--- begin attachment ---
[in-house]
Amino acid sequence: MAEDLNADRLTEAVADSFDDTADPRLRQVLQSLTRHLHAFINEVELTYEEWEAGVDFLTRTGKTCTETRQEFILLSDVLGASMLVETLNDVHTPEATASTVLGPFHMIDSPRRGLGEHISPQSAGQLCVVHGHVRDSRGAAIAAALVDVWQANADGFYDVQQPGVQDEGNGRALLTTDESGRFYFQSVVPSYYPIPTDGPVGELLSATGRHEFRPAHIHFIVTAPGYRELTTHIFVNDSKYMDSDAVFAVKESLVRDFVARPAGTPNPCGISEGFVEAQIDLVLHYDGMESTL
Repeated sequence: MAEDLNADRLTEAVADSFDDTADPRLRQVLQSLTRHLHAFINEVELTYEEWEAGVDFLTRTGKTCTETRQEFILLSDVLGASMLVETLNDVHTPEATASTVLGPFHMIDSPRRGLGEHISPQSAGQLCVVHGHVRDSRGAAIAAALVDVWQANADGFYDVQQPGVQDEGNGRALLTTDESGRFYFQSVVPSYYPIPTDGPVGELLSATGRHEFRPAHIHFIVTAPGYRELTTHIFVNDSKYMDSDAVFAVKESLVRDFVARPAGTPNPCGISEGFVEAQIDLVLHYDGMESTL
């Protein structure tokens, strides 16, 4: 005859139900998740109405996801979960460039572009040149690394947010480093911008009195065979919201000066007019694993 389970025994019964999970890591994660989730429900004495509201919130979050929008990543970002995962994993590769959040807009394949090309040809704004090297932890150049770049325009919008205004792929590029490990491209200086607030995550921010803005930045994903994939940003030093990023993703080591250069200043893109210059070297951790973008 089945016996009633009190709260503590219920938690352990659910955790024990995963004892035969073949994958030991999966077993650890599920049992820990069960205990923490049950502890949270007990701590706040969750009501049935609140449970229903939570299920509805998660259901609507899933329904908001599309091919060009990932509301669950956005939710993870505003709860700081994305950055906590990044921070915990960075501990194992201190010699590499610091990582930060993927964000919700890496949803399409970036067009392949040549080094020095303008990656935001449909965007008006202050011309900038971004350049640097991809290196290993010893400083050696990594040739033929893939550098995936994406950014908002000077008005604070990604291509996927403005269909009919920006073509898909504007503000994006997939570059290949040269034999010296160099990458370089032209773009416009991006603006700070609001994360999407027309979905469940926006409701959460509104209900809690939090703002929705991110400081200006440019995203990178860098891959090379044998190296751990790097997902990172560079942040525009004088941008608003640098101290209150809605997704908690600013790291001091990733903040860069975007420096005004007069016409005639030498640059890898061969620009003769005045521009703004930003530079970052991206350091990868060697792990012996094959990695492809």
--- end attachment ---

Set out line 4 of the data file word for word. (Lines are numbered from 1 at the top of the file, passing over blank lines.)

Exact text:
């Protein structure tokens, strides 16, 4: 005859139900998740109405996801979960460039572009040149690394947010480093911008009195065979919201000066007019694993 389970025994019964999970890591994660989730429900004495509201919130979050929008990543970002995962994993590769959040807009394949090309040809704004090297932890150049770049325009919008205004792929590029490990491209200086607030995550921010803005930045994903994939940003030093990023993703080591250069200043893109210059070297951790973008 089945016996009633009190709260503590219920938690352990659910955790024990995963004892035969073949994958030991999966077993650890599920049992820990069960205990923490049950502890949270007990701590706040969750009501049935609140449970229903939570299920509805998660259901609507899933329904908001599309091919060009990932509301669950956005939710993870505003709860700081994305950055906590990044921070915990960075501990194992201190010699590499610091990582930060993927964000919700890496949803399409970036067009392949040549080094020095303008990656935001449909965007008006202050011309900038971004350049640097991809290196290993010893400083050696990594040739033929893939550098995936994406950014908002000077008005604070990604291509996927403005269909009919920006073509898909504007503000994006997939570059290949040269034999010296160099990458370089032209773009416009991006603006700070609001994360999407027309979905469940926006409701959460509104209900809690939090703002929705991110400081200006440019995203990178860098891959090379044998190296751990790097997902990172560079942040525009004088941008608003640098101290209150809605997704908690600013790291001091990733903040860069975007420096005004007069016409005639030498640059890898061969620009003769005045521009703004930003530079970052991206350091990868060697792990012996094959990695492809």